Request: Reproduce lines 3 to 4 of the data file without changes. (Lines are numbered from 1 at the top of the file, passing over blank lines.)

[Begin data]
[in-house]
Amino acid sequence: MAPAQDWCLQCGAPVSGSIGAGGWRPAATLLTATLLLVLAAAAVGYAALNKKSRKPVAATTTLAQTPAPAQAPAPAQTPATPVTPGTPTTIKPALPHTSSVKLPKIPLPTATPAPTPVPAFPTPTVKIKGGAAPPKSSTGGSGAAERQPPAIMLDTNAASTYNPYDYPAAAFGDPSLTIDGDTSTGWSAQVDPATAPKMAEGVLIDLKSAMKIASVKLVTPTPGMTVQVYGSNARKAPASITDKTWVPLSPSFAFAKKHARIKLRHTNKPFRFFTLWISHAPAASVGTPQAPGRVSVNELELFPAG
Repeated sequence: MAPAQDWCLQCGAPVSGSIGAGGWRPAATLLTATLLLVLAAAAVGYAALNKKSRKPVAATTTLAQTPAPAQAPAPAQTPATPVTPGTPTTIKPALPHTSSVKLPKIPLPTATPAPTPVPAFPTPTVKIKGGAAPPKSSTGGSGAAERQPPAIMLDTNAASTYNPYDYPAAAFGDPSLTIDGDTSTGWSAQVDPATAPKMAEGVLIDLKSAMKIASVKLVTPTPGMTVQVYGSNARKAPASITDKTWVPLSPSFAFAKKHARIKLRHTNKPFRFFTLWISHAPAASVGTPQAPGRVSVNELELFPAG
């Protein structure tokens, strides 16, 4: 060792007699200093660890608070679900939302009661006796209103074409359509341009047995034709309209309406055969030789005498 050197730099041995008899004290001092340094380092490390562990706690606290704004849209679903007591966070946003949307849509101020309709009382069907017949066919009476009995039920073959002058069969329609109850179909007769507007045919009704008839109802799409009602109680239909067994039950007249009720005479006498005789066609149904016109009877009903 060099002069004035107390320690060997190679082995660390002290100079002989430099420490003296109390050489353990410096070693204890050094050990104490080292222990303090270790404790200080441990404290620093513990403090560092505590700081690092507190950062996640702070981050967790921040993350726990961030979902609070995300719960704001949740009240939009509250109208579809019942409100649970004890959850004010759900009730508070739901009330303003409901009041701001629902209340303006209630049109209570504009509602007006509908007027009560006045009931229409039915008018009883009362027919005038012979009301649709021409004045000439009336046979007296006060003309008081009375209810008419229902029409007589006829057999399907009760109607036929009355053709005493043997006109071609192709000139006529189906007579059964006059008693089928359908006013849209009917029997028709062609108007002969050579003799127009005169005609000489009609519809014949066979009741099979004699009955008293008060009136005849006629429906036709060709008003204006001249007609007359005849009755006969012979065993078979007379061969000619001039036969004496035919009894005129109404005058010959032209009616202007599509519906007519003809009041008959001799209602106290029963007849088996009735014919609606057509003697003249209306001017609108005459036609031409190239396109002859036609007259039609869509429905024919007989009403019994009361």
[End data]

Repeated sequence: MAPAQDWCLQCGAPVSGSIGAGGWRPAATLLTATLLLVLAAAAVGYAALNKKSRKPVAATTTLAQTPAPAQAPAPAQTPATPVTPGTPTTIKPALPHTSSVKLPKIPLPTATPAPTPVPAFPTPTVKIKGGAAPPKSSTGGSGAAERQPPAIMLDTNAASTYNPYDYPAAAFGDPSLTIDGDTSTGWSAQVDPATAPKMAEGVLIDLKSAMKIASVKLVTPTPGMTVQVYGSNARKAPASITDKTWVPLSPSFAFAKKHARIKLRHTNKPFRFFTLWISHAPAASVGTPQAPGRVSVNELELFPAG
């Protein structure tokens, strides 16, 4: 060792007699200093660890608070679900939302009661006796209103074409359509341009047995034709309209309406055969030789005498 050197730099041995008899004290001092340094380092490390562990706690606290704004849209679903007591966070946003949307849509101020309709009382069907017949066919009476009995039920073959002058069969329609109850179909007769507007045919009704008839109802799409009602109680239909067994039950007249009720005479006498005789066609149904016109009877009903 060099002069004035107390320690060997190679082995660390002290100079002989430099420490003296109390050489353990410096070693204890050094050990104490080292222990303090270790404790200080441990404290620093513990403090560092505590700081690092507190950062996640702070981050967790921040993350726990961030979902609070995300719960704001949740009240939009509250109208579809019942409100649970004890959850004010759900009730508070739901009330303003409901009041701001629902209340303006209630049109209570504009509602007006509908007027009560006045009931229409039915008018009883009362027919005038012979009301649709021409004045000439009336046979007296006060003309008081009375209810008419229902029409007589006829057999399907009760109607036929009355053709005493043997006109071609192709000139006529189906007579059964006059008693089928359908006013849209009917029997028709062609108007002969050579003799127009005169005609000489009609519809014949066979009741099979004699009955008293008060009136005849006629429906036709060709008003204006001249007609007359005849009755006969012979065993078979007379061969000619001039036969004496035919009894005129109404005058010959032209009616202007599509519906007519003809009041008959001799209602106290029963007849088996009735014919609606057509003697003249209306001017609108005459036609031409190239396109002859036609007259039609869509429905024919007989009403019994009361």